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Famous five lose sense of venture

Speculation as to which fund managers will be part of Fidelity&#39s fund supermarket when it launches in June ended last week when the 14 participating names were announced.

Although Mercury, Invesco and Schroder are all on board, the final line-up lacks five of the biggest players. M&G, Gartmore, Thread-needle, Jupiter and Perpetual have all opted out.

The industry is witnessing a mixed reaction to the fund supermarket concept. While IFAs seem to be welcoming the idea with open arms, many of the big fund managers have been more cautious.

Torquil Clark e-commerce manager Mike Attree says: “I can see that a lot of managers might take a wait and see attitude but the US experience shows that fund supermarkets do work, they are popular and managers will find themselves forced to join them.”

Fidelity&#39s fund supermarket, to be called FundsNetwork, will enable IFAs to conduct most or all of their client transactions online. The 14 fund managers offer a total of 256 funds, of which 34 per cent are top-quartile over three years.

FundsNetwork is not the UK&#39s first internet investment venture. Egg was the first to coin the title of supermarket in March with an operation based on direct sales. However, Fidelity has been the first company to target IFAs.

Earlier this month, in a move confirming Fidelity&#39s commitment to the IFA community, Torquil Clark, Hargreaves Lansdown, Chase de Vere and Best Investment signed a deal to run FundsNetwork through their own-branded websites.

Attree says: “The IFA reaction when Egg launched was that this could be dangerous because IFAs were not involved but Fidelity has opened up its supermarket to all IFAs and seems to be there to help us.

“If I was looking at it from a one-man IFA perspective, I would be thinking: &#39What can it do for me?&#39 Ultimately, you can have your client buying online from the Fidelity supermarket and still get paid for it. That&#39s what is so appealing.”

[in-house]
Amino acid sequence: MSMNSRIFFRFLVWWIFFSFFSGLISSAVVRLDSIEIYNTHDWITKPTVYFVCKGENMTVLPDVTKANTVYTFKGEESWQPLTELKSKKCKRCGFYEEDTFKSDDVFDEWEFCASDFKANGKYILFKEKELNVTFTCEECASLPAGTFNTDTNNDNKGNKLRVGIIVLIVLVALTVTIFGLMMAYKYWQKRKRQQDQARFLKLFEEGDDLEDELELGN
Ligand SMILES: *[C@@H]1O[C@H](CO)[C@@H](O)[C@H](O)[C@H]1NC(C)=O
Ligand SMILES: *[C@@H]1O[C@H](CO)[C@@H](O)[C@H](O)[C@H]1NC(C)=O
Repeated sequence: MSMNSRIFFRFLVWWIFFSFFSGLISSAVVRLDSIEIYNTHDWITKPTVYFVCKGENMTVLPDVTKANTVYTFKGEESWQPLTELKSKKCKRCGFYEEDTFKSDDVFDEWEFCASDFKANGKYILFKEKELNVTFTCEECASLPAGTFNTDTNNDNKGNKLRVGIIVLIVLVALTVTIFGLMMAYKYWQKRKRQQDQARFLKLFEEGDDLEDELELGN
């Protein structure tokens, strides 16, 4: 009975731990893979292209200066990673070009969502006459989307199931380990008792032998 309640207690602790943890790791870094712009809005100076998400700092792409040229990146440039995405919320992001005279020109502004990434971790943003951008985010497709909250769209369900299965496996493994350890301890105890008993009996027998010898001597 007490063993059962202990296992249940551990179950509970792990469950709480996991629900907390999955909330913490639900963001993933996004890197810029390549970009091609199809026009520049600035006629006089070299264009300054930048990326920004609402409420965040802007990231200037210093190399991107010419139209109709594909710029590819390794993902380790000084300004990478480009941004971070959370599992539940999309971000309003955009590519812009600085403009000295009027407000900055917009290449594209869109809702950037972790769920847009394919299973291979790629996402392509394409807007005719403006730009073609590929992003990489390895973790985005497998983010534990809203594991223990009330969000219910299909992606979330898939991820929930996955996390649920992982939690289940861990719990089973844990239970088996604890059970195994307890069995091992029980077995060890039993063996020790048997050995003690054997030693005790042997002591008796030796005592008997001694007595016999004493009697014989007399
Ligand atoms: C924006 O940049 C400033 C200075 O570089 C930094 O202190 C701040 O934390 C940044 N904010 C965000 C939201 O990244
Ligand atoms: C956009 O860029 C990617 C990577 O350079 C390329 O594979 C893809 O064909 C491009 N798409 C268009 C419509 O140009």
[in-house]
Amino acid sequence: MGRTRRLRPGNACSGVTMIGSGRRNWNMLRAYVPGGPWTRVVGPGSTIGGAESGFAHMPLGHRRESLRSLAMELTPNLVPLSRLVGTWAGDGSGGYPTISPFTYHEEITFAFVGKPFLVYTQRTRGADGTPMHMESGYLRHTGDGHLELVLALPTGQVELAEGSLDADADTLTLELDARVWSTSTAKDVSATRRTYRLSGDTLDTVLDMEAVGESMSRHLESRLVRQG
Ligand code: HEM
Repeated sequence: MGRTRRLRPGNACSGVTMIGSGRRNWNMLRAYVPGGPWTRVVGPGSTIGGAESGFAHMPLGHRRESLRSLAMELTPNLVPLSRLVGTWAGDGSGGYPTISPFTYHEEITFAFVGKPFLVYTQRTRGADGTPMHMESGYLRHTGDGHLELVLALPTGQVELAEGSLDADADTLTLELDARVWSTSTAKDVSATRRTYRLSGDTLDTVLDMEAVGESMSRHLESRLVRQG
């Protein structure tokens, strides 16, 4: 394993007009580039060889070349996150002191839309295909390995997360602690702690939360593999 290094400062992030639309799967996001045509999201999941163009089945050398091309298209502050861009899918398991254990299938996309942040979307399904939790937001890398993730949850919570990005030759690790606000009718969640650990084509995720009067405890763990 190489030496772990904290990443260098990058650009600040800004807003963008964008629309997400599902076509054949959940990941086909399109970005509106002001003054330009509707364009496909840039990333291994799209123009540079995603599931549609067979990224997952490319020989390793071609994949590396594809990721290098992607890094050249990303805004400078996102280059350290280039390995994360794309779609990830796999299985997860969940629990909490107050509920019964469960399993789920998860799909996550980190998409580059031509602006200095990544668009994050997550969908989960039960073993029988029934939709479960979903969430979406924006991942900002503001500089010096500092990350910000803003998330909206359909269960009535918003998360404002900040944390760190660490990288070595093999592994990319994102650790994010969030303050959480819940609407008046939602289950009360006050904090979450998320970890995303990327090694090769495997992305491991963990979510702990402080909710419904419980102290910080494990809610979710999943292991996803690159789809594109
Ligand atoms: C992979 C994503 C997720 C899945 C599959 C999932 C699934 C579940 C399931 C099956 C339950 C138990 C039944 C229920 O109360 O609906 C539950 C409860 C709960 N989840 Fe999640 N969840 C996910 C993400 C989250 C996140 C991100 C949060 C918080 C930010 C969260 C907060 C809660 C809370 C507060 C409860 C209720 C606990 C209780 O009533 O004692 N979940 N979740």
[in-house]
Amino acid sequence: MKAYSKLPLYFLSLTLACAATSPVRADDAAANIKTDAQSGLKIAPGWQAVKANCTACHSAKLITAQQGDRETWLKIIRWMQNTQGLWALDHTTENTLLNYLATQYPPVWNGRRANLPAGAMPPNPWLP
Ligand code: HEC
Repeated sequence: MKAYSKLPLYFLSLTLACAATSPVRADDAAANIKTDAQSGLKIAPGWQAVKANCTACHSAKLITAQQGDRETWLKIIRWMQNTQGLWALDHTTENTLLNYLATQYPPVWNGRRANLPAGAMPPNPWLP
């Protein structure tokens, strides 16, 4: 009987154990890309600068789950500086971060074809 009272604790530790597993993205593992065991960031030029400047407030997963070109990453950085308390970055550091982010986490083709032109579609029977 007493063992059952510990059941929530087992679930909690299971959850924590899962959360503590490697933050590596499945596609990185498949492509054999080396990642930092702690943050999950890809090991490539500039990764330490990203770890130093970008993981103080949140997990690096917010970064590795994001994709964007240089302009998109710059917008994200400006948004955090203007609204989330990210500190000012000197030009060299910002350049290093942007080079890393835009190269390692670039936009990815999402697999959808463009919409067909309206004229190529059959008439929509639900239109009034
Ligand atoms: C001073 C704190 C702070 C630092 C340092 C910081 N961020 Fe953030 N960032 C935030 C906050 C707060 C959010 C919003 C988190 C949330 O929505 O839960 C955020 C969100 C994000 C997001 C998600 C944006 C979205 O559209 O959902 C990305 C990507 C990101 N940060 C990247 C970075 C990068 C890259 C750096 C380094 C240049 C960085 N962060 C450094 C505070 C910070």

But the view of the big players which have stayed away from FundsNetwork remains one of scepticism towards the supermarket concept. Threadneedle communications director Richard Eats says: “I think there may be two areas of concern. First, that this form of intermediary could cut us off from our customers. We aim to provide a high level of service but we would not know who was buying and selling.

“Second, there was concern about whether the finances would be effective. There are other platform providers and there will probably be a number of different models. We may want to wait and look around before we commit to anything.”

But Fidelity executive director Robin Threadgold still believes most of the renegades may join Fidelity at a later stage. He says: “We think our list will grow but, in the first phase, the reaction from IFAs has been very positive. We are very happy with the brands and quality of funds that the 14 can put on the table.

“I think fund supermarkets will become very influential here. In the US, almost 10 per cent of investment is now carried out through fund supermarkets and I think investors like the notion of having all their funds in one place.

“We envisage a similar evolution of supermarkets to the US where we will see a proliferation of new start-ups followed by a period of intense competition, with a small number finally controlling the market. I think there will be plenty of competition and that will be a good thing. It will ultimately leave a better deal for the investor, which is our aim.”

Already, competition seems to be mounting, with national IFA Inter-Alliance&#39s launch of its own site last week and speculation that Egg may develop its platform along the same lines as Fidelity. However, IFAs&#39 faith rests for the moment with Fidelity.

Chase de Vere&#39s Graham Hooper says: “Fidelity is one of the two biggest players in the US so you have to trustits technology. It has a great range of fund managers and, although M&G and Gartmore would have been nice, I think it is important to be involved even without the bigger players. Just because something is on the fund supermarket, it does not mean we will be using those funds exclusively.”

Even the sceptics are resigned to the fact that online trading is likely to be the future for investment.

Although Fidelity&#39s experience in the US gives it a headstart, the coming months may present a preliminary battle of technology versus size. The five outsiders have the clout to take on Fidelity in a rival supermarket but, with doubts over the reliability of platforms such as Egg, it is doubtful there are any serious technological contenders.

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